The following post is an edited version of the fifth one I ever wrote. I'm posting it because it has a bit about my own experience with treeplanting, and also because, in our recent Federal election the Conservative Party won a majority government for the first time in years and there are rumours they want to do away with, or greatly cut back on funding for the CBC - something which concerns me greatly. Anyway, I hope you enjoy this reposting.


Last week I was rifling through my CD collection, looking for something different, when I found Paul Simon's Graceland album. I put it on and was struck by the colourful imagery of the lyrics. I listened to the album every day for a week and each time I listened I heard more and more in it - a far cry from my response in 1986 when the album first came out. Back then I was carried away by the African rhythms and the words were, to me, more of a prop than anything. The fourth song on the album, called 'Gumboots' has a particularly fantastic line. I even posted the line on my Facebook page:

"Believing I had supernatural powers I slammed into a brick wall."

I think the song is about love but the line stands alone for me like a mantra. A few Facebook friends, one now in Toronto, one in Salt Lake City, one in Vancouver recognized the lyric and responded like the album really meant something to them too. I love when that happens - when a little community comes together for a moment over a joke or a shared passion for something. I guess that's the beauty of these social networking things.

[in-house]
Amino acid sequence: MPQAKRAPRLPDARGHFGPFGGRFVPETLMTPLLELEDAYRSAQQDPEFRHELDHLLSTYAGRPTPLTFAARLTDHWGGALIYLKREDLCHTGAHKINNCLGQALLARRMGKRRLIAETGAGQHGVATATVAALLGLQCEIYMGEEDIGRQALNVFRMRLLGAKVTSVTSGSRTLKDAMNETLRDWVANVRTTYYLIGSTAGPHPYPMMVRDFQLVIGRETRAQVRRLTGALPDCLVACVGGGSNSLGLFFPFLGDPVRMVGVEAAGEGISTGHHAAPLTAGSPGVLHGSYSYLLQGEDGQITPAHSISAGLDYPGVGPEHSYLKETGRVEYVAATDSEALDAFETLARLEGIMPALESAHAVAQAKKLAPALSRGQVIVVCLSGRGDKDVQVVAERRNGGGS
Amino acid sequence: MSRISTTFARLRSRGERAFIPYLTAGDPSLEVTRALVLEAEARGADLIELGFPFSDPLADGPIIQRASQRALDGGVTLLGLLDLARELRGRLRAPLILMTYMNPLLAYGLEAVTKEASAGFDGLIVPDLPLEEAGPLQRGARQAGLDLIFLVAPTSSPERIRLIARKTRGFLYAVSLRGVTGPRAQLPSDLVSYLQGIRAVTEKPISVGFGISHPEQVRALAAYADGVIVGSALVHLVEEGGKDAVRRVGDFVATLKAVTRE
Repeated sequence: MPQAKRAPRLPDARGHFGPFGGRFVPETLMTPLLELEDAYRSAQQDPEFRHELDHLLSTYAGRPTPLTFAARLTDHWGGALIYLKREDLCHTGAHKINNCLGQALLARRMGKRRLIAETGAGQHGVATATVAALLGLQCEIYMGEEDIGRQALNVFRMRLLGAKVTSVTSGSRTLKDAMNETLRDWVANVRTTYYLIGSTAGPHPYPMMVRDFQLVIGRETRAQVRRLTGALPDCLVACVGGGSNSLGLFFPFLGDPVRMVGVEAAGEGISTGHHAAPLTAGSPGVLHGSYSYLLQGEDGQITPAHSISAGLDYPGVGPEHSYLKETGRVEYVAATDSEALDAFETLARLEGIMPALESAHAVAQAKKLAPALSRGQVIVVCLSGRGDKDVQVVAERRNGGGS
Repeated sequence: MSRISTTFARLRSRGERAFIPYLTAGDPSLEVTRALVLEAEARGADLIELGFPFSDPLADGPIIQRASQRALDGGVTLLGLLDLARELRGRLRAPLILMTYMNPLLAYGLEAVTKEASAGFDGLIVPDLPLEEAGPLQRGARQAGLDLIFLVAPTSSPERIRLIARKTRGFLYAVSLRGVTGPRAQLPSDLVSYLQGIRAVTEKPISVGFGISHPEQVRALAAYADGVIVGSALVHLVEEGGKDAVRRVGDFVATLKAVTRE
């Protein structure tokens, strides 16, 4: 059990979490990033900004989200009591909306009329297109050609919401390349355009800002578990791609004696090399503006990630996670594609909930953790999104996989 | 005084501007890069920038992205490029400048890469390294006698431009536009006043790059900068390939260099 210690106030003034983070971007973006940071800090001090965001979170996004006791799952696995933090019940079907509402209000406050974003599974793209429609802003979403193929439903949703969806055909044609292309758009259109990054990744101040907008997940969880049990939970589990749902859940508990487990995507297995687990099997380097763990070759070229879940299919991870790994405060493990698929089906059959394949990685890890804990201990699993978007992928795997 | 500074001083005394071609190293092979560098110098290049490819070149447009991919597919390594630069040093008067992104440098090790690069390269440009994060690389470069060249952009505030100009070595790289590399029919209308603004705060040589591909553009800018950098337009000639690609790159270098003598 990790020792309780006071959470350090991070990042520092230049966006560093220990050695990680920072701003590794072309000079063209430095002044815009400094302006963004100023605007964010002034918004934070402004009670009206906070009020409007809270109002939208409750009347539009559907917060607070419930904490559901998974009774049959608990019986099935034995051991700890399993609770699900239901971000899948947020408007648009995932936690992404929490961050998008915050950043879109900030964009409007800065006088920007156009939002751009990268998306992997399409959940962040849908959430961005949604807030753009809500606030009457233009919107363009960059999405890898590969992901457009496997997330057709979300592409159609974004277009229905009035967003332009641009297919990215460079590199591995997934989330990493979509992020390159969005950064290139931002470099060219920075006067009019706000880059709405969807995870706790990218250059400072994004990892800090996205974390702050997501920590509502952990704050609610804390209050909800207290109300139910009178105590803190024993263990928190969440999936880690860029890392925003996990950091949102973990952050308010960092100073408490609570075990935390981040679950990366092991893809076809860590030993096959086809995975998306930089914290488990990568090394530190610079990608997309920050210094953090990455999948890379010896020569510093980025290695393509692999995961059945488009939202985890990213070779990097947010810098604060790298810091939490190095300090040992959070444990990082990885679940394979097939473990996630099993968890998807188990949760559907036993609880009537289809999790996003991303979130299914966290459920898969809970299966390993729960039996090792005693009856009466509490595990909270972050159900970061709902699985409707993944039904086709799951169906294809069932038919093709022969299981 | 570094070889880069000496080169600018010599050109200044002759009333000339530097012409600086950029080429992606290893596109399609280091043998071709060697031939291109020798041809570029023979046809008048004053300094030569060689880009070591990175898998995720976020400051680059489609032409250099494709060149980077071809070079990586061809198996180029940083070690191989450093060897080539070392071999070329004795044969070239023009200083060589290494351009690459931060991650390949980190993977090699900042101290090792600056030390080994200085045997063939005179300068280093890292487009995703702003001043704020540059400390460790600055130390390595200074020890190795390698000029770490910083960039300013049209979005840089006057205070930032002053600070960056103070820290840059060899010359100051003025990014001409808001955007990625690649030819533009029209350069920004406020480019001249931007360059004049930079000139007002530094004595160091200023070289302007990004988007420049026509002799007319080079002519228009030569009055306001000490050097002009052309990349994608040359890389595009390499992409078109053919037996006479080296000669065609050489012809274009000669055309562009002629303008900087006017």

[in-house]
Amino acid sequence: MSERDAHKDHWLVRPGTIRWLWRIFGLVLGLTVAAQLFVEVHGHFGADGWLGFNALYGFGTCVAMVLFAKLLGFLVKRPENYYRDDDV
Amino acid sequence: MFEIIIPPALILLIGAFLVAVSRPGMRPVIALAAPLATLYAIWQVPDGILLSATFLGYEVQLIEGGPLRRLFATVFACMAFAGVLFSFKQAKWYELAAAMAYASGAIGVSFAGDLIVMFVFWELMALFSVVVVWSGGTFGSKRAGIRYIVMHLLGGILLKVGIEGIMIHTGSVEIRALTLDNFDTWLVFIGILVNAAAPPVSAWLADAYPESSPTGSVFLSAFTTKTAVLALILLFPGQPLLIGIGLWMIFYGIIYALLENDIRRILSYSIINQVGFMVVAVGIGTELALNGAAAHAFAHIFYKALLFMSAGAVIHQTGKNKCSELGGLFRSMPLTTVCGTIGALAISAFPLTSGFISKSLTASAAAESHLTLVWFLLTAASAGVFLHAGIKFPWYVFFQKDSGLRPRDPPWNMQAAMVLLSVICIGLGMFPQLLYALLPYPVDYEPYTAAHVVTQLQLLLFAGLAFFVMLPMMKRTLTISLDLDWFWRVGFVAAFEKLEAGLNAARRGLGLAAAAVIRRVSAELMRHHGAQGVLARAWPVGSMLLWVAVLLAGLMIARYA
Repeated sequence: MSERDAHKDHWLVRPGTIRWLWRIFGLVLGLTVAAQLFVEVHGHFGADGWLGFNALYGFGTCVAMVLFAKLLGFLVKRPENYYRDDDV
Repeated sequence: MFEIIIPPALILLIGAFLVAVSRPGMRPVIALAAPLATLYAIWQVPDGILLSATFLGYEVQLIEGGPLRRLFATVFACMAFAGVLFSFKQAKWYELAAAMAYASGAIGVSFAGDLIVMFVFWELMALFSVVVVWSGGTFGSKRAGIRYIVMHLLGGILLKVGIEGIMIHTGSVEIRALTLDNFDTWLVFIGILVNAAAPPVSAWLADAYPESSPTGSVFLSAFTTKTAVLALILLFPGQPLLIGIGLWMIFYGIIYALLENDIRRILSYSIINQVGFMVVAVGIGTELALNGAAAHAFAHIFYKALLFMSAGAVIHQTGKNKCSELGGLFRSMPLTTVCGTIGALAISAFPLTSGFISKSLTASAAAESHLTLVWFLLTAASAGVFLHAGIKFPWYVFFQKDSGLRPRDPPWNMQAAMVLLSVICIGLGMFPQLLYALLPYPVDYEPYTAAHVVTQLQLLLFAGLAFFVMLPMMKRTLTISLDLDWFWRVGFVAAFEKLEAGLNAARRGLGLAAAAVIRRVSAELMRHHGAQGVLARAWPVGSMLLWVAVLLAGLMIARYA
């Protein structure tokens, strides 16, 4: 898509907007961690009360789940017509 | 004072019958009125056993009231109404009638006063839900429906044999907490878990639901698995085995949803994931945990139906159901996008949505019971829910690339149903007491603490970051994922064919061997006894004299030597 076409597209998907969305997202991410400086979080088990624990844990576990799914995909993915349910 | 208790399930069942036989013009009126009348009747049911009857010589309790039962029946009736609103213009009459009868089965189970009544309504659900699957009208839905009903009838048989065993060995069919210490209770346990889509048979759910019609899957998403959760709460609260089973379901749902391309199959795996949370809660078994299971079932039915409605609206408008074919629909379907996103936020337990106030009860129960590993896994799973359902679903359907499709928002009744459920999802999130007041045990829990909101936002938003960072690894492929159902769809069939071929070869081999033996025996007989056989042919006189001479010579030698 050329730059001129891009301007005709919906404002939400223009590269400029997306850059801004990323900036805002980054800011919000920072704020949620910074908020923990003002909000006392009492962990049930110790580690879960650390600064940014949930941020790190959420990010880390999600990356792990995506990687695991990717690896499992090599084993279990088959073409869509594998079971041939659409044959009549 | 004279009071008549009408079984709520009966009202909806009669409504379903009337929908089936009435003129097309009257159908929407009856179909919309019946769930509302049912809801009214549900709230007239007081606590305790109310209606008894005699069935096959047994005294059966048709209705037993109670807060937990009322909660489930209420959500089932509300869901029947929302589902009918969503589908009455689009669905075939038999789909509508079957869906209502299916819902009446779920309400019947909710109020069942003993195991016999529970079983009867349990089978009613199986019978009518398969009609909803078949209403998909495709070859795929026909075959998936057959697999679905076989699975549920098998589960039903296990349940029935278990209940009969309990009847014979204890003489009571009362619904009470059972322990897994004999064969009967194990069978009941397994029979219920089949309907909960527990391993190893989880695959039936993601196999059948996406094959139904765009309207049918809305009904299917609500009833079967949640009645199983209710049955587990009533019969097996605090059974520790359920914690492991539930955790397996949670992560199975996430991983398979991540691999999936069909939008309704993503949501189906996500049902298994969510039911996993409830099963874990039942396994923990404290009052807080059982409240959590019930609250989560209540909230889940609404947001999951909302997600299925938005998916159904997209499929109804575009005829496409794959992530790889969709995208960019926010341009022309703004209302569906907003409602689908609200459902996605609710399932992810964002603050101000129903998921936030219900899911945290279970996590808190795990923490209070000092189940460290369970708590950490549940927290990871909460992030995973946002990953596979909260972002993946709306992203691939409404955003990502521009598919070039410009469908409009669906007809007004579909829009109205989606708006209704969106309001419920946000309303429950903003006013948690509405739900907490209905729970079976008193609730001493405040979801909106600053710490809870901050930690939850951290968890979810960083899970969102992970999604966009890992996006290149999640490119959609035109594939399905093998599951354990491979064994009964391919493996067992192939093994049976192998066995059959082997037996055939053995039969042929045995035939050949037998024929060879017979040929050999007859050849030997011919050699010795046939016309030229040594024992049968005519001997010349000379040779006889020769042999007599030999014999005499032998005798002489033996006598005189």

Anyway, last week, after I had found the album I put it on and started cooking dinner. (My kids, who had never heard the album, asked if it was some of my 80's music- and then scattered.) That line about slamming into a brick wall jumped out at me and I've been thinking about it ever since. Now I think I know why. When I was younger, a lot younger, I didn't exactly put bath towel capes over my shoulders and leap off the shed roof, but I did want, like many kids, to be, to do, so many things. In many ways I wished I had been born a boy, because I believed they had much more fun than girls. My closest sibling in age was a boy, two years older than me, and he and I played together most of the time. I always got along well with boys because I found them much less complicated than girls. When I was a skinny, undeveloped eleven and twelve year old I used to wear cut off jeans and baseball shirts and kept my fine hair short. I remember going into Woolworth's to use the bathroom, and when I asked for the key, the woman at the counter said, "Um...would that be girl's bathroom?" She really wasn't sure. Not too long after that, when I was walking with my friend, Toni, who was extremely pretty, some boys called out, "Toni's got a boyfriend!" That was my first brick wall. I knew that even I could not be both a girl and a boy, and since I was getting to 'that age' I was pretty sure I preferred to be recognized as a girl. When my mom took me shopping for grade eight clothes I let her buy me a flowered blouse. Even so, my young life continued to include a series of attempts to be something I was not destined to be. Granted, I had many successes, but I would invariably take on too many extracurricular activities, and then crash hard when I could not handle my superhuman efforts.